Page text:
“I just felt like the luckiest person in the world to play somebody that was so colourful and vivid and brave and strong”
Actress Vanessa Kirby says the chance to get to know the character of Princess Margaret was “enough” of an honour after she won a Bafta award for her portrayal of the royal.
In May Kirby, 30, received the Bafta TV award for best supporting actress for her performances as the Queen’s sister in Netflix series The Crown.Kirby won the category after being selected by the judges over fellow actors Anna Friel, Julie Hesmondhalgh and Liv Hill [ . . . ]
Source: Vanessa Kirby says playing Princess Margaret was ‘enough’ after Bafta win | Irish Examiner
The new Lisbeth Salander is grimmer and grittier than ever
Claire Foy needn’t have worried about being typecast by The Crown. The first trailer for The Girl in the Spider’s Web is here, and it features the actress as we’ve never seen her before.
Gone are her queenly trappings from the Netflix drama, replaced by the short hair, tattoo and biker leathers of hacker Lisbeth Salander as she takes down abusers before confronting a terrible danger from her own past.
It’s a far cry from her famous royal role, both physically and because it’s hard to imagine Her Maj tasering a man in the genitals. In fact, it’s probably light treason for us to even write that sentence. Oh well.
Salander has previously been played by Noomi Rapace and Rooney Mara in different Swedish and English-language adaptations of Stieg Larsson’s Millennium series (which feature Salander as the lead character), while the new film is based on a novel by David Lagercrantz, who took over the series after Larsson’s death.
The film also stars Sylvia Hoeks, Sverrir Gudnason, LaKeith Stanfield and Stephen Merchant among others.
The Girl in the Spider’s Web will be released in UK cinemas on the 9th October
Source: The Girl in the Spider’s Web trailer | Claire Foy as Lisbeth Salander – Radio Times
It sure seems real, sumptuously produced and beautifully acted. But how much truth? How much fiction?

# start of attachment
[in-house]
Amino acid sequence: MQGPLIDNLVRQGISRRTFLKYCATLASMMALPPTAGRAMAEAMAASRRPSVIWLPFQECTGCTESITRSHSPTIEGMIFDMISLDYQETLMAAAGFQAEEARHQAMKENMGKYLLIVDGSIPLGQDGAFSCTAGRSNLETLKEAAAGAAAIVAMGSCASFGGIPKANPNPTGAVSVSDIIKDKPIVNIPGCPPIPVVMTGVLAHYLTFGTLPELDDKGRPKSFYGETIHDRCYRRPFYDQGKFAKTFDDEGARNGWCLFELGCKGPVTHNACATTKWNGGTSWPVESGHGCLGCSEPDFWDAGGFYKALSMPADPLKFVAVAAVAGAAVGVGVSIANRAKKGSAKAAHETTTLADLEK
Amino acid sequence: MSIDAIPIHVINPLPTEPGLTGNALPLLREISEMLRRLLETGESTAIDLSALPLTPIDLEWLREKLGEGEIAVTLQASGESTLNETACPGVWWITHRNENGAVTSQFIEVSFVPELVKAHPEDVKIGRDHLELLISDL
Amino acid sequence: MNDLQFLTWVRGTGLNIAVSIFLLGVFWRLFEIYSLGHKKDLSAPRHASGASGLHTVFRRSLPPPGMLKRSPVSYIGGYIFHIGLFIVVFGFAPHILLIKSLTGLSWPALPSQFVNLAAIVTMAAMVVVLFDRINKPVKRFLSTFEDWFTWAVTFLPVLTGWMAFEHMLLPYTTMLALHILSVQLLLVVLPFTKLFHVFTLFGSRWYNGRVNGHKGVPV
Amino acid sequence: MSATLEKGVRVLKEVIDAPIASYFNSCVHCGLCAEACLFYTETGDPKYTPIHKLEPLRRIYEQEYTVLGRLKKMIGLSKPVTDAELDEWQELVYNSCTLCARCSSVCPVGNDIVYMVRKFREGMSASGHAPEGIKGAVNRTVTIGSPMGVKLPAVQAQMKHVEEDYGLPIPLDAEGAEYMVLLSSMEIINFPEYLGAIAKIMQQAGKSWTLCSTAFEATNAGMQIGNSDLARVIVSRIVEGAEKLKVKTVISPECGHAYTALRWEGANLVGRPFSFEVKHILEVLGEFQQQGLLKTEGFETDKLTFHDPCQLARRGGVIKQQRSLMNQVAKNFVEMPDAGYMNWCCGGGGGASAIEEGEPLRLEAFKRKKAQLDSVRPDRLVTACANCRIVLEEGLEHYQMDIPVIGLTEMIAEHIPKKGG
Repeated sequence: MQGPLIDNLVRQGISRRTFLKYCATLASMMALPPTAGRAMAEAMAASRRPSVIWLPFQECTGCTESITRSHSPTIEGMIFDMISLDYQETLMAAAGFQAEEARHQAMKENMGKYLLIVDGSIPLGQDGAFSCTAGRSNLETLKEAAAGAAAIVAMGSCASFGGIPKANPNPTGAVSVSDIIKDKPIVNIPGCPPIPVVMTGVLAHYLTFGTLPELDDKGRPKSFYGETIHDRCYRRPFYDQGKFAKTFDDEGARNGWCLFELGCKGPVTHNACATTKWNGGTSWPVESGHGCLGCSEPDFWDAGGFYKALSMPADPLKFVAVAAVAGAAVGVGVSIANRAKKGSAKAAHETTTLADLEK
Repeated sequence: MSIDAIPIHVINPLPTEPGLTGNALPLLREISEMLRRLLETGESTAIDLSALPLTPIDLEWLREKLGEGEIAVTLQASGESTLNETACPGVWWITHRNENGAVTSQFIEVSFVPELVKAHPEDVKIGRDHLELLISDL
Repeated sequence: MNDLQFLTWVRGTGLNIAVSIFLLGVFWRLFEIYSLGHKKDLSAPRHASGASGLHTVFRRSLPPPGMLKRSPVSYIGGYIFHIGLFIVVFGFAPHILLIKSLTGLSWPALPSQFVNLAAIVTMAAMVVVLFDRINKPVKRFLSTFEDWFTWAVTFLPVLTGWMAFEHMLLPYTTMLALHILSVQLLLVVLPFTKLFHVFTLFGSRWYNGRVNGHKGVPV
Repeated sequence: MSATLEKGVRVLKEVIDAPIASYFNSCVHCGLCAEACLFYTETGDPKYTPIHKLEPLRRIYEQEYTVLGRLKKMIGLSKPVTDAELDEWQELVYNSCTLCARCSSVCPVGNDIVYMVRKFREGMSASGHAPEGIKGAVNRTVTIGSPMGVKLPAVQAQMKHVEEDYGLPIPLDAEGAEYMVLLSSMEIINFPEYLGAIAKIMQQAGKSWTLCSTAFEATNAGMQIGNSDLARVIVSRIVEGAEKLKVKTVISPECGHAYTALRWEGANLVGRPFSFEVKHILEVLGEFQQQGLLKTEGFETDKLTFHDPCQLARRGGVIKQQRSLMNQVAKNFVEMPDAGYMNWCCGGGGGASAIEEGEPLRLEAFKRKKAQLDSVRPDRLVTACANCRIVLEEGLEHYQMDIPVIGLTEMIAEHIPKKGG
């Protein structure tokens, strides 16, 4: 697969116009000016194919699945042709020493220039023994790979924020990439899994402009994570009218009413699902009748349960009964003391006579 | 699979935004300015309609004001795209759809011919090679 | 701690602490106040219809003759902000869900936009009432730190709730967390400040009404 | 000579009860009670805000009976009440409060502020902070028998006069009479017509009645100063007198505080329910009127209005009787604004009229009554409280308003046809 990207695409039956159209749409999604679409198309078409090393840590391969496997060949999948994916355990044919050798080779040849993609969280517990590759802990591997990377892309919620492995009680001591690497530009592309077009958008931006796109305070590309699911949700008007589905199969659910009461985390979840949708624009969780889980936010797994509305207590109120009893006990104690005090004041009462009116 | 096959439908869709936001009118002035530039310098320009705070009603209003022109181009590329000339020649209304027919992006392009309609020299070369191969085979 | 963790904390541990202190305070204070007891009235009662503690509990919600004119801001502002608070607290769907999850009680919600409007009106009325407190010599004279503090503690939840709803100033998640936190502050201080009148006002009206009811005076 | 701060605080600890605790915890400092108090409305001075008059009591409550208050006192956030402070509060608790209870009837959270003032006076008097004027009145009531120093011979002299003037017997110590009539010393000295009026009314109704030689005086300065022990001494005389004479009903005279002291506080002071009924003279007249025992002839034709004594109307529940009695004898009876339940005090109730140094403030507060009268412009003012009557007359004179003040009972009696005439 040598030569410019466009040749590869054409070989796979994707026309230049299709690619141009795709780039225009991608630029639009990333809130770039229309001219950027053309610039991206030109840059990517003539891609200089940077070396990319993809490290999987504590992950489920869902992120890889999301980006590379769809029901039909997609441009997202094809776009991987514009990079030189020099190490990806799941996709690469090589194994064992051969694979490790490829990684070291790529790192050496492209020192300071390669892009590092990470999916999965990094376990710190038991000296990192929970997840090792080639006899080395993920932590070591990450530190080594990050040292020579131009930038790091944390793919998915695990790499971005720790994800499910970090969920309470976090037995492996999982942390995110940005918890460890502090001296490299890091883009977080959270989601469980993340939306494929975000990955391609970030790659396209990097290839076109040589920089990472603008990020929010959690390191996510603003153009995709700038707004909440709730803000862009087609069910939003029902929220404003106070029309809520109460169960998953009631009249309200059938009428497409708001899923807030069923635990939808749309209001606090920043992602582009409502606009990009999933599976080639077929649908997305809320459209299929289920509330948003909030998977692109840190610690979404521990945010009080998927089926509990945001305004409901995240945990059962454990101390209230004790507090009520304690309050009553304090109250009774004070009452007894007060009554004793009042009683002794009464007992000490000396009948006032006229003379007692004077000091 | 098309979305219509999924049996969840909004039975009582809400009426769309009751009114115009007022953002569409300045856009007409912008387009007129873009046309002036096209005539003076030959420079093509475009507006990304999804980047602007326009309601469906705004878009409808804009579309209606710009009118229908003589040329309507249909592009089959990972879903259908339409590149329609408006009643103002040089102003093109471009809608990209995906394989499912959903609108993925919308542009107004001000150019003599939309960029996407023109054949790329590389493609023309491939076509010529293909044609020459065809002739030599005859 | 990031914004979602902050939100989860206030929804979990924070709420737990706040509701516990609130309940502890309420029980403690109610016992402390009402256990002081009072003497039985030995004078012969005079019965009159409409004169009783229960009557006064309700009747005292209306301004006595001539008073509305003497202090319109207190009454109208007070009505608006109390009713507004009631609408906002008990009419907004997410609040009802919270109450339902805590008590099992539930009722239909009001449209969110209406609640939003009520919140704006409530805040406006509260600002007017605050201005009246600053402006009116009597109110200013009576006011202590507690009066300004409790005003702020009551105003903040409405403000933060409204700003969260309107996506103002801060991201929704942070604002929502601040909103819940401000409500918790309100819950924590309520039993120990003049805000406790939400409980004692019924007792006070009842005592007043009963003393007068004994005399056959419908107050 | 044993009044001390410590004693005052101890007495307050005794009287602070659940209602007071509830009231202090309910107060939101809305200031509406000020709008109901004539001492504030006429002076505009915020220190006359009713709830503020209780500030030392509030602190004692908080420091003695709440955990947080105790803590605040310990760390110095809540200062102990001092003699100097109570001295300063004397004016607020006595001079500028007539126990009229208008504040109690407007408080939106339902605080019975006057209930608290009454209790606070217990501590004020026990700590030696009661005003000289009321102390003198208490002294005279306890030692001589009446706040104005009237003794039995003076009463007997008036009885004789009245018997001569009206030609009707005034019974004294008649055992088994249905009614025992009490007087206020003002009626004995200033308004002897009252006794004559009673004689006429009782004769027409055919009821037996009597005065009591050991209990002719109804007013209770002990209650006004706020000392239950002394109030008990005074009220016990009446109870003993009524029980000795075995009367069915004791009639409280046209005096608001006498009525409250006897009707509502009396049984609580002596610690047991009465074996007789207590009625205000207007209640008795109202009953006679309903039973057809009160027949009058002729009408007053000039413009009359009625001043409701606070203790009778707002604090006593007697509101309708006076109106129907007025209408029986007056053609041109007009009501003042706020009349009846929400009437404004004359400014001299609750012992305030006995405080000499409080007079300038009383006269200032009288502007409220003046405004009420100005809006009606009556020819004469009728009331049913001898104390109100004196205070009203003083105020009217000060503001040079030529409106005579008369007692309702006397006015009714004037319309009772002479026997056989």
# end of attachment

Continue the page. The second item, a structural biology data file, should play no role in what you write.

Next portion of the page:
Season 2 of the successful Netflix series The Crown that premieres Friday, December 8, (which is based on rumors at the time of an affair with the actress Pat Kirkwood.)
At the same time, some biographers like Sarah Bradford in her book Queen Elizabeth II: Her Life in Our Times, present his infidelity as a fact, adding that she talked with two women who had been romantically involved with the royal consort.
The answer about how close is The Crown to the real life of the British royals, though, is very nuanced. After all, throughout its history the royal family has become quite adept at keeping secrets.
“The series is incredibly accurate and true to the history,” Robert Lacey, a historical biographer and consultant for the series who just published his new book, The Crown: The Official Companion, Volume 1: Elizabeth II, Winston Churchill and the Making of a Young Queen (1947-1955), told royal correspondent Tom Sykes. “If you go into the Left Bank offices—Left Bank being the company producing the series for Netflix—the first thing you see is a huge newsroom with eight full-time researchers working away, and that’s just the start, the raw material.” | Read More at : The Crown, Season 2: How True Is It?
Netflix “The Crown” Season 2 spoilers about the storyline, cast, and air date.
Contrary to earlier reports, “The Crown” Season 2 is underway. Netflix’s “The Crown” original series showcases royal drama in the areas of love, family, and politics. With the first season coming to a close, the second season will feature more drama as the former ends with the Queen’s struggle following Winston Churchill’s resignation and the short tenancy of Anthony Eden plus the scandal that followed his short reign […]
More on This: Netflix ‘The Crown’ Season 2 Air Date, Spoilers & Update: More Political & Disastrous Events In The Queen’s Reign : Entertainment : News Every Day
How a crippling drug addiction brought England to its knees.
There was more than enough interpersonal, romantic, and familial drama in the first season of The Crown to give Peter Morgan’sintellectual exploration of Queen Elizabeth’s first years on the throne a nice, soapy sheen. The sisterly conflict over Princess Margaret’s affair, the insinuations about Philip’s roving eye, and Elizabeth’s strong emotional connection to Lord Carnarvon were all the stuff dynastic family dramas are built on. And while we know there will be no lack of royal tension moving forward—Season 1 very cleverly laid the groundwork for the tumultuous marriage of Charles and Diana, decades later—it’s probable that Season 2 will actually be a good deal more political.
Elizabeth and her country are headed into one of the biggest tests they would ever face. And, sadly, they’ll end up failing it. […]
Read Full Story: The Disastrous Shadow Looming Over The Crown Season 2 | Vanity Fair